When we talked to Bella in 2016, she was 57 years old, and her children had all left home. Still trying to increase her income, she had studied part-time and been promoted to course leader – finally she had one full-time job. One frequent theme of our conversations with Bella over the years, however, had been her poor health: “I think what contributes to me being ill was having so many years of having to cope, basically”. She had had to take time off and reduce her working hours: “I was on four-and-a-half days and that was the most money I’d ever earned in my life… And it was fabulous and I thought, oh, finally, I’ve got my degree; I’ve got my job; I’ve got some money. And then it was all snatched away again”. As she looked to the future, she reflected on her circumstances: “Insecure, because I’ve no pension. You know? My health is not brilliant and if I can’t work then I’m going to be very broke and probably quite sad about it. But, you know, all my money went on the kids growing up – I couldn’t afford to pay a pension”.

The challenges faced by Bella were not unusual. Some of the women we talked to did manage to move into much better-paid jobs over time. For example, Charlotte started as a delivery driver and, after several job changes and further training, had become a senior regional manager. But, like Bella, she also had health problems that were now affecting her work, and she did not have much by way of pension: “my world had just come to an end you know all that, all the hard work, everything that I have done... I thought God what am I going to do, who is going to pay my bills because there is only me that pays my bills”. In general, the women’s income was relatively low over the years, even despite further education and training, and they found it hard to achieve any longer-term financial security. This also meant that these lone mothers often found it difficult to help their children while the children were trying to establish themselves as independent young adults. The stories of the young people show how hard it can be to make headway in today’s low-wage labour market – but that is a topic for another blog.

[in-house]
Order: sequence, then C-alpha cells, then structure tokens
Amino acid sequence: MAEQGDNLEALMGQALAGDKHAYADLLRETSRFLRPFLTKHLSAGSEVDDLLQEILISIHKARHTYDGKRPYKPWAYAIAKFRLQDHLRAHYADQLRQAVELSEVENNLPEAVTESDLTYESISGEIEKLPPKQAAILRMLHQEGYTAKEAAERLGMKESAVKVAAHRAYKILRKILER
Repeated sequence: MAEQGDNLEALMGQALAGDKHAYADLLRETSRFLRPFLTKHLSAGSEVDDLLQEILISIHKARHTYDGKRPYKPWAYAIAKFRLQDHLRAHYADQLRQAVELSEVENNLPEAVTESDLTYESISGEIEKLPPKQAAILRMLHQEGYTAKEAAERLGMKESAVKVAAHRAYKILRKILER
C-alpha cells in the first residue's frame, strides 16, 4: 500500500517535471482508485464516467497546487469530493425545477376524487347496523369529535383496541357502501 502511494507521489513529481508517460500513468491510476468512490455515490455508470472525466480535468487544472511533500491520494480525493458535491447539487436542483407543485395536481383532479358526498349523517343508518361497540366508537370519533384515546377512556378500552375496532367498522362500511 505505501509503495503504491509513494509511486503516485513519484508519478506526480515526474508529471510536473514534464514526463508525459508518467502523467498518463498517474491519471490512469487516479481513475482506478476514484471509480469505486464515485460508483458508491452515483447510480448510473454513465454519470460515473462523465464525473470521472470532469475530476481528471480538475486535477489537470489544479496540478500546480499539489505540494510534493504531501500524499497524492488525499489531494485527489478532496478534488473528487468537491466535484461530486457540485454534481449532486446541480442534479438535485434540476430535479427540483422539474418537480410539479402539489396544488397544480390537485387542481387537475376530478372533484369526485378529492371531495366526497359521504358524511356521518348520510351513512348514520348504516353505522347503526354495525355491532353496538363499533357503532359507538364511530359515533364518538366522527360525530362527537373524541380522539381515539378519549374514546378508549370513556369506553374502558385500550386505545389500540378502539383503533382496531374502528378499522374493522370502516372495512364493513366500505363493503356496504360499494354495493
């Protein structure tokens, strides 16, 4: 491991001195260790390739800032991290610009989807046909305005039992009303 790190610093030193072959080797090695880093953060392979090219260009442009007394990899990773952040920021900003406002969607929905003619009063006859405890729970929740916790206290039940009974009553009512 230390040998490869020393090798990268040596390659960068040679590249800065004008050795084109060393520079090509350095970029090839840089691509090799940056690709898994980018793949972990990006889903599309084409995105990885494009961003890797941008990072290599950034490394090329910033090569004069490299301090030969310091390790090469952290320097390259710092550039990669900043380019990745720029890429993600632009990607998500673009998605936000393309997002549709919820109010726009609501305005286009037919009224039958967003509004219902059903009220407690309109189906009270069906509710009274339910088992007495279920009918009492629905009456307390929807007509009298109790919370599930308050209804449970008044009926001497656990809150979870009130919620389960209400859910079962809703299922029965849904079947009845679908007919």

The tenacity and hard work of the women was striking, but so are the challenges and the lack of long-term support. The main policy approach to getting lone parents into work has so far been based on a ‘work-first’ model – get a job, any job, and a better income and better life will follow. Universal Credit somewhat changes the emphasis in that it is intended to also enable in-work progression. But our research suggests that this will not be easy nor cheap, and will require some serious consideration of how to ensure ‘good jobs’ and long-term security in work.

Read the full report Work and relationships over time in lone-mother families





Table 4.5db: Percentage of children in low-income groups by various family and household characteristics, United Kingdom. Below 60% of median after housing costs.


Posted in: Business and the labour market, Welfare and social security